Try it online!

Expanded:

74b87337454200d4d33f80c4663dc5e5f7bd60b75b29d79b660a2859395c1a240e9f1e8e40bb79e8
00b0cc9433830cf434ec78fcc91ffb1e54cd85e4a09243320e9f1e8e40bb79e800b0cc9433830cf4
34ec78fcc91ffb1e54cd85e4a09243320e9f1e8e40bb79e800b0cc9433830cf434ec78fcc91ffb1e
54cd85e4a09243320e9f1e8e40bb79e800b0cc9433830cf47cef8a734855777c2a9d0caf42666e69
b21afc54fb48d153c19101658f4a2a480e9f1e8e40bb79e800b0cc9433830cf40e9f1e8e40bb79e8
00b0cc9433830cf40e9f1e8e40bb79e800b0cc9433830cf4594f803b380a41396ed63dca39503542
f7bd60b75b29d79b660a2859395c1a240e9f1e8e40bb79e800b0cc9433830cf40e9f1e8e40bb79e8
00b0cc9433830cf40e9f1e8e40bb79e800b0cc9433830cf40e9f1e8e40bb79e800b0cc9433830cf4
34ec78fcc91ffb1e54cd85e4a092433234ec78fcc91ffb1e54cd85e4a092433234ec78fcc91ffb1e
54cd85e4a09243320e9f1e8e40bb79e800b0cc9433830cf434ec78fcc91ffb1e54cd85e4a0924332
47bce5c74f589f4867dbd57e9ca9f808f7bd60b75b29d79b660a2859395c1a2434ec78fcc91ffb1e
54cd85e4a092433234ec78fcc91ffb1e54cd85e4a09243320e9f1e8e40bb79e800b0cc9433830cf4
594f803b380a41396ed63dca395035420e9f1e8e40bb79e800b0cc9433830cf434ec78fcc91ffb1e
54cd85e4a0924332f7bd60b75b29d79b660a2859395c1a2434ec78fcc91ffb1e54cd85e4a0924332
0cc175b9c0f1b6a831c399e269772661f7bd60b75b29d79b660a2859395c1a24f24c2c15b9d03797
f0a1dfdc675b0a14a64099f7ac1cee8374b87337454200d4d33f80c4663dc5e5f7bd60b75b29d79b
660a2859395c1a240e9f1e8e40bb79e800b0cc9433830cf434ec78fcc91ffb1e54cd85e4a0924332
0e9f1e8e40bb79e800b0cc9433830cf434ec78fcc91ffb1e54cd85e4a09243320e9f1e8e40bb79e8
00b0cc9433830cf434ec78fcc91ffb1e54cd85e4a09243320e9f1e8e40bb79e800b0cc9433830cf4
0e9f1e8e40bb79e800b0cc9433830cf434ec78fcc91ffb1e54cd85e4a092433234ec78fcc91ffb1e
54cd85e4a09243320cc175b9c0f1b6a831c399e269772661f7bd60b75b29d79b660a2859395c1a24
34ec78fcc91ffb1e54cd85e4a09243320e9f1e8e40bb79e800b0cc9433830cf4594f803b380a4139
6ed63dca39503542f7bd60b75b29d79b660a2859395c1a2434ec78fcc91ffb1e54cd85e4a0924332
31c399e269772661f7bd60b75b29d79b660a2859395c1a24f0a1dfdc675b0a14a64099f7ac1cee83
f24c2c15b9d03797c6874986a8d1951634ec78fcc91ffb1e54cd85e4a09243327cef8a734855777c
2a9d0caf42666e69b21afc54fb48d153c19101658f4a2a48a87deb01c5f539e6bda34829c8ef2368
12a917dbef8ec801b21afc54fb48d153c19101658f4a2a480cc175b9c0f1b6a831c399e269772661
f7bd60b75b29d79b660a2859395c1a2434ec78fcc91ffb1e54cd85e4a09243320e9f1e8e40bb79e8
00b0cc9433830cf474b87337454200d4d33f80c4663dc5e5f7bd60b75b29d79b660a2859395c1a24
0e9f1e8e40bb79e800b0cc9433830cf434ec78fcc91ffb1e54cd85e4a09243320e9f1e8e40bb79e8
00b0cc9433830cf434ec78fcc91ffb1e54cd85e4a09243320e9f1e8e40bb79e800b0cc9433830cf4
34ec78fcc91ffb1e54cd85e4a09243320e9f1e8e40bb79e800b0cc9433830cf40e9f1e8e40bb79e8
00b0cc9433830cf434ec78fcc91ffb1e54cd85e4a09243320e9f1e8e40bb79e800b0cc9433830cf4
34ec78fcc91ffb1e54cd85e4a09243324124bc0a9335c27f086f24ba207a4912f7bd60b75b29d79b
660a2859395c1a24f24c2c15b9d03797c6874986a8d1951634ec78fcc91ffb1e54cd85e4a0924332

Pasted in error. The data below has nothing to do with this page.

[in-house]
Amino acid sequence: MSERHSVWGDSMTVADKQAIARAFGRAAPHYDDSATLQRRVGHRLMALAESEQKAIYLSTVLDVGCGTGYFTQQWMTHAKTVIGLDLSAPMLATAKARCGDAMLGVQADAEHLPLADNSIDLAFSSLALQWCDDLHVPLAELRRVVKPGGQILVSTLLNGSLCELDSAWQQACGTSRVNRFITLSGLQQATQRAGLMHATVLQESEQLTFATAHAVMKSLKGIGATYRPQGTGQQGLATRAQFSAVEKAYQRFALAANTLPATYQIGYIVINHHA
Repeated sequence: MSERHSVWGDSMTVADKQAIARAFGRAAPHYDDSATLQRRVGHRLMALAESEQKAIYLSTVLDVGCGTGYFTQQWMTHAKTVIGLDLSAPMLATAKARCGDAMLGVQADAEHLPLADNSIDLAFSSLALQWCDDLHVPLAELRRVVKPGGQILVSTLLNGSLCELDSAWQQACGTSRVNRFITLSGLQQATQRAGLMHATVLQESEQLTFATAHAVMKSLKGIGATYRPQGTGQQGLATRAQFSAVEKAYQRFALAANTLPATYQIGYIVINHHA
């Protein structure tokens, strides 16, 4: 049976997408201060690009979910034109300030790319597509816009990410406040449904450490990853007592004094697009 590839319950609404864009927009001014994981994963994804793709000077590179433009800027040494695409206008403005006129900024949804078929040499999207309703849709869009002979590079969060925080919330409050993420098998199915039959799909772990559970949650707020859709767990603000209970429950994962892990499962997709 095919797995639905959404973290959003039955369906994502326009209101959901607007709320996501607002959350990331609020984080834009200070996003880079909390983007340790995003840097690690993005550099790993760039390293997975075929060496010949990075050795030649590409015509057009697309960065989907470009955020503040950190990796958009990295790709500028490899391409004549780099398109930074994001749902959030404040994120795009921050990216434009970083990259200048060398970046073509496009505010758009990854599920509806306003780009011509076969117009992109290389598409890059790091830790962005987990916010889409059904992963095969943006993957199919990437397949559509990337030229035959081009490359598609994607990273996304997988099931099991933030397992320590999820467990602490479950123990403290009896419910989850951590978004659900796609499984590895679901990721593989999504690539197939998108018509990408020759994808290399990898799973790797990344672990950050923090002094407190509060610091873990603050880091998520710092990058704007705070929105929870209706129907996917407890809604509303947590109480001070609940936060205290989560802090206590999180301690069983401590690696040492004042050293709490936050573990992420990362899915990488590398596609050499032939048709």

## Explanation

Memory GAP's instructions are md5 hashes of their actual instructions. Using ; as a delimiter, this is the "original" program:

;

dup;open;pop;
dup;

dup;
dup;
btwn;

swap;

open;
pop;char;out;nil;shut;pop;

dup;
shut;


This simply iterates over the range between 32 and 126, and prints it if and only if it does not fall between '0' and '9' or 'a' and 'f'.

# Z80Golf, 83 bytes

00000000: 2b2b 7036 092e 452c 453b 3b78 6f2c 4523  ++p6..E,E;;xo,E#
00000010: 2323 2323 2323 2323 2323 2323 2323 2329  ###############)
00000020: 2929 2929 2929 2929 307e 7620 2122 2425  ))))))))0~v !"$% 00000030: 2627 282a 2d2f 3132 3334 3537 3839 3a3c &'(*-/12345789:< 00000040: 3d3e 3f40 4142 4344 7172 7374 7577 797a =>?@ABCDqrstuwyz 00000050: 7b7c 7d {|}  Try it online! Printable characters aren't too useful in z80, but we can write this:  dec hl dec hl ld (hl),b ld (hl),9 ld l,'E' inc l ld b,l dec sp ;$0009 starts here
dec sp
ld a,b
ld l,a
inc l
ld b,l
inc hl
inc hl
inc hl
inc hl
inc hl
inc hl
inc hl
inc hl
inc hl
inc hl
inc hl
inc hl
inc hl
inc hl
inc hl
inc hl
jr nc, $+2+'~' halt db " !\"$%&'(*-/12345789:<=>?@ABCDqrstuwyz{|}"


The idea is to print characters from 'F' to 'n', and put all the remaining characters in the code (the "garbage" string at the end).

The preamble writes 09 (tab) to $fffe, so that we can point SP there to jump to $0009 after putchar. The ld (hl), b achieves nothing; I just get rid of 'p' there.

L is initialized to 'E'+1, and counts up until (HL+17) << 9 overflows (sets the carry), which is when L is 111 = 'o', the first character we don't want to print.

If the carry is not set, we jump over a halt instruction and the garbage string, into thousands of NOPs, the PC eventually running into putchar = $8000 and returning to $0009.

See this answer for some more info on how this code prints characters in the first place.

• nvm I saw that the code had to be printable as well. – qwr Jun 20 '18 at 19:16

# dc, 83 79 bytes

120d115 108 100 93 91 80 62[d1-d43<:]ds:x[l.dP]s;34s.[dl.!=;s,l.1+ds.127>/]ds/x


Try it online!